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Piscine orthoreovirus (PRV) in red and melanised foci in white muscle of Atlantic salmon (Salmo salar).

Bjørgen H, Wessel Ø, Fjelldal PG, Hansen T, Sveier H, Sæbø HR, Enger KB, Monsen E, Kvellestad A, Rimstad E, Koppang EO - Vet. Res. (2015)

Bottom Line: Red focal changes contained significantly higher levels of PRV RNA than apparently non-affected areas in white muscle of the same individuals.Some changes displayed a transient form between a red and melanised pathotype, indicating a progression from an acute to a chronic manifestation.We conclude that PRV is associated with the focal pathological changes in the white muscle of farmed Atlantic salmon and is a premise for the development of focal melanised changes.

View Article: PubMed Central - PubMed

Affiliation: Institute of Basic Science and Aquatic Medicine, School of Veterinary Medicine, Norwegian University of Life Sciences, Oslo, Norway. havard.bjorgen@nmbu.no.

ABSTRACT
Melanised focal changes (black spots) are common findings in the white skeletal muscle of seawater-farmed Atlantic salmon (Salmo salar). Fillets with melanised focal changes are considered as lower quality and cause large economic losses. It has been suggested that red focal changes (red spots) precede the melanised focal changes. In the present work, we examined different populations of captive and wild salmon for the occurrence of both types of changes, which were investigated for the presence of different viruses by immunohistochemistry and RT-qPCR. The occurrence of red or melanised foci varied significantly between the populations, from none in wild fish control group, low prevalence of small foci in fish kept in in-house tanks, to high prevalence of large foci in farm-raised salmon. Large amounts of Piscine orthoreovirus (PRV) antigen were detected in all foci. No other viruses were detected. Red focal changes contained significantly higher levels of PRV RNA than apparently non-affected areas in white muscle of the same individuals. Some changes displayed a transient form between a red and melanised pathotype, indicating a progression from an acute to a chronic manifestation. We conclude that PRV is associated with the focal pathological changes in the white muscle of farmed Atlantic salmon and is a premise for the development of focal melanised changes.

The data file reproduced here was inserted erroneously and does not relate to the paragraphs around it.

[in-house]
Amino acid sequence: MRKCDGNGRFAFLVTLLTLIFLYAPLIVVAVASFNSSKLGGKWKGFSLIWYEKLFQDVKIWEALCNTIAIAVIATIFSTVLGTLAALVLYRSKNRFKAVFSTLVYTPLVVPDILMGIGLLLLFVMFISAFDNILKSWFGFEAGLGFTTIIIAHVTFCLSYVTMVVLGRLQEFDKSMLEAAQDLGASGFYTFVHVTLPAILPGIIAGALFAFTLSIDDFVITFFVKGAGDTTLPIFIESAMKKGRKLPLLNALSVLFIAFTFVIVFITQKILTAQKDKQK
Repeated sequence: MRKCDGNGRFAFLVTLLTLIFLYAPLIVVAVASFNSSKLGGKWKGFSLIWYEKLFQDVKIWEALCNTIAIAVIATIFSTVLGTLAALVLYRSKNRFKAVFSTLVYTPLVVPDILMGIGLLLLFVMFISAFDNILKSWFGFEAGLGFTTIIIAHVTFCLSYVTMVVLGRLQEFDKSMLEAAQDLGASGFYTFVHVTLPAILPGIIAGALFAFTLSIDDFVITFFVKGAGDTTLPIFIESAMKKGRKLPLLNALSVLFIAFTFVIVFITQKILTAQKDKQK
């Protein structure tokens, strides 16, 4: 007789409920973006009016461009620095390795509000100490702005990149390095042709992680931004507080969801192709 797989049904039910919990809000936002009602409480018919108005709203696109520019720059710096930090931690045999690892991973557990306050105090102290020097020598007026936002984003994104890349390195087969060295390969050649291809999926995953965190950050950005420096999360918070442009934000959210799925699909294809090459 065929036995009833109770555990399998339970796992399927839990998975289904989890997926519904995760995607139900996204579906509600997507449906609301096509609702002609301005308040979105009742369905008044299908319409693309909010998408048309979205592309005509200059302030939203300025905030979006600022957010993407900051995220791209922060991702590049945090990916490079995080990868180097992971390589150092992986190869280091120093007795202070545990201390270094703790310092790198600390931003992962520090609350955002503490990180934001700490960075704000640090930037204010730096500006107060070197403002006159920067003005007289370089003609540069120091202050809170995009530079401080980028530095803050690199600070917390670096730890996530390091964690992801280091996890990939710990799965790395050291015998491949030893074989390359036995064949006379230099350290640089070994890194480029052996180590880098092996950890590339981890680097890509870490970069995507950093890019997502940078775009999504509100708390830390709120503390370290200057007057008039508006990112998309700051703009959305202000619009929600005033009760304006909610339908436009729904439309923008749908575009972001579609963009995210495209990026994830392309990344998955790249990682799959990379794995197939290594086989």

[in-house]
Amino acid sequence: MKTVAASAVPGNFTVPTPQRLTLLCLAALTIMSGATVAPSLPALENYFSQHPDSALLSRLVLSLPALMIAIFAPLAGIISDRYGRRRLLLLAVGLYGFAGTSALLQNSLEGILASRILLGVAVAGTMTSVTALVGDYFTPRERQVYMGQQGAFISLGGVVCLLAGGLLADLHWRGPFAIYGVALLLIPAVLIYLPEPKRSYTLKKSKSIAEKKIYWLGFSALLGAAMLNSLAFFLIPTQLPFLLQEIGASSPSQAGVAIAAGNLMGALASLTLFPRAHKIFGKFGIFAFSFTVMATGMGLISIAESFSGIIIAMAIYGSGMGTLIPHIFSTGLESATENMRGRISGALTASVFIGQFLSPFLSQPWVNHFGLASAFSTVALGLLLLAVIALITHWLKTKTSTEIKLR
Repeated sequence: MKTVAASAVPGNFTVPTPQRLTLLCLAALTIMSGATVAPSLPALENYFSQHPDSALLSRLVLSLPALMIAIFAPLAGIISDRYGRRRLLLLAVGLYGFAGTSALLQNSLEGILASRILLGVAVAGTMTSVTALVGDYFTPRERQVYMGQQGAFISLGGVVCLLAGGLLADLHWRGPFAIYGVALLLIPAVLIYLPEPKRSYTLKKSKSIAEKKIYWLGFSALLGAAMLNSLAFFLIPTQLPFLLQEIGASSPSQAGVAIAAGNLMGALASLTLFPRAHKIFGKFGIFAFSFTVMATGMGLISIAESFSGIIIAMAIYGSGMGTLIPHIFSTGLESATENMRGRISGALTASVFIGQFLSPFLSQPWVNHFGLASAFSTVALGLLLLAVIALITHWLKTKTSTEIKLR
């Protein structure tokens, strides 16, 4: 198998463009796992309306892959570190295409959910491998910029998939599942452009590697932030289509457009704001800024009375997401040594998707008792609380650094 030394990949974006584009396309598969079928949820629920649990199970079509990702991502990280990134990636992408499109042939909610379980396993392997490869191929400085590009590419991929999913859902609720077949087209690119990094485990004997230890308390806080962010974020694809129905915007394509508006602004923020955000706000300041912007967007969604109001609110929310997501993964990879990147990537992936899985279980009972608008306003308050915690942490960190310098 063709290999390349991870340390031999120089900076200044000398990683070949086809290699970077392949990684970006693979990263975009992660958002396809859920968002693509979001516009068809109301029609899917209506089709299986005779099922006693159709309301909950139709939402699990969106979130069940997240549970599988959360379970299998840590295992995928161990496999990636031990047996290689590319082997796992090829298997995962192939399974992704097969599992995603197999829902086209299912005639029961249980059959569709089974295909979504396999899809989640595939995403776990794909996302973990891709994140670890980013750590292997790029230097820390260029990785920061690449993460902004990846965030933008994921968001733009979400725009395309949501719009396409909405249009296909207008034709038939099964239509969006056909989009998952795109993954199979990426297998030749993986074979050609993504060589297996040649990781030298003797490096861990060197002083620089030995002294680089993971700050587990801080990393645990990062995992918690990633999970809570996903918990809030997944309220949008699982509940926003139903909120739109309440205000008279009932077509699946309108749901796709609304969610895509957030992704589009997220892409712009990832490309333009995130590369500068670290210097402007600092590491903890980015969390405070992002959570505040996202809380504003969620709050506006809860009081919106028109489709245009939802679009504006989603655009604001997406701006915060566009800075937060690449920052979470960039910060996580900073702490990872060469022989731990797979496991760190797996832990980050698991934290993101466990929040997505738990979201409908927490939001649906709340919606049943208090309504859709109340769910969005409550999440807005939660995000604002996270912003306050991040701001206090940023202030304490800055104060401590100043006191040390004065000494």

No MeSH data available.


Related in: MedlinePlus

Gross image of paraffin-embedded red focal change. Transient form with both red (asterisk) and melanised (arrowheads) changes. Scale bar = 1 cm.
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Fig2: Gross image of paraffin-embedded red focal change. Transient form with both red (asterisk) and melanised (arrowheads) changes. Scale bar = 1 cm.

Mentions: In general, each affected fillet had only one focal change, but occasionally there were multiple foci with varying degrees of discolouration within a single focal change. Foci extended from 1–3 cm and could involve 2–6 myotomes. Incisions through foci revealed extension of the discolouration deep into the muscle (Figures 1B and D). The changes generally appeared as either red or melanised (Figure 1 and Table 3). Two changes classified as red contained both red and melanised discolouration (Figure 2).Figure 2